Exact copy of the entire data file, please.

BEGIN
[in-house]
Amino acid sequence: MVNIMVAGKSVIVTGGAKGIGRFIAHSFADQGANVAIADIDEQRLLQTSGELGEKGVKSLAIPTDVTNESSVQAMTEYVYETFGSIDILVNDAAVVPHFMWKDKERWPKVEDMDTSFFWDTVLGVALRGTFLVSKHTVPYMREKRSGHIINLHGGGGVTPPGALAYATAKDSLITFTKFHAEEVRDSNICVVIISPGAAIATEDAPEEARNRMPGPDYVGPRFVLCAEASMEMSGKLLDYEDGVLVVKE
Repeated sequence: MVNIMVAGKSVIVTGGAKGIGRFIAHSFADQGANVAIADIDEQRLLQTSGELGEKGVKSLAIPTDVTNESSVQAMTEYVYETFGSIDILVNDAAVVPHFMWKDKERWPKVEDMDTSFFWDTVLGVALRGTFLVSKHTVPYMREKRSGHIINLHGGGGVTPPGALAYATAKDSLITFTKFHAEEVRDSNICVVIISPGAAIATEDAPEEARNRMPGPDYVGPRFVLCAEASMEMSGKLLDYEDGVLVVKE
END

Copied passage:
[in-house]
Amino acid sequence: MVNIMVAGKSVIVTGGAKGIGRFIAHSFADQGANVAIADIDEQRLLQTSGELGEKGVKSLAIPTDVTNESSVQAMTEYVYETFGSIDILVNDAAVVPHFMWKDKERWPKVEDMDTSFFWDTVLGVALRGTFLVSKHTVPYMREKRSGHIINLHGGGGVTPPGALAYATAKDSLITFTKFHAEEVRDSNICVVIISPGAAIATEDAPEEARNRMPGPDYVGPRFVLCAEASMEMSGKLLDYEDGVLVVKE
Repeated sequence: MVNIMVAGKSVIVTGGAKGIGRFIAHSFADQGANVAIADIDEQRLLQTSGELGEKGVKSLAIPTDVTNESSVQAMTEYVYETFGSIDILVNDAAVVPHFMWKDKERWPKVEDMDTSFFWDTVLGVALRGTFLVSKHTVPYMREKRSGHIINLHGGGGVTPPGALAYATAKDSLITFTKFHAEEVRDSNICVVIISPGAAIATEDAPEEARNRMPGPDYVGPRFVLCAEASMEMSGKLLDYEDGVLVVKE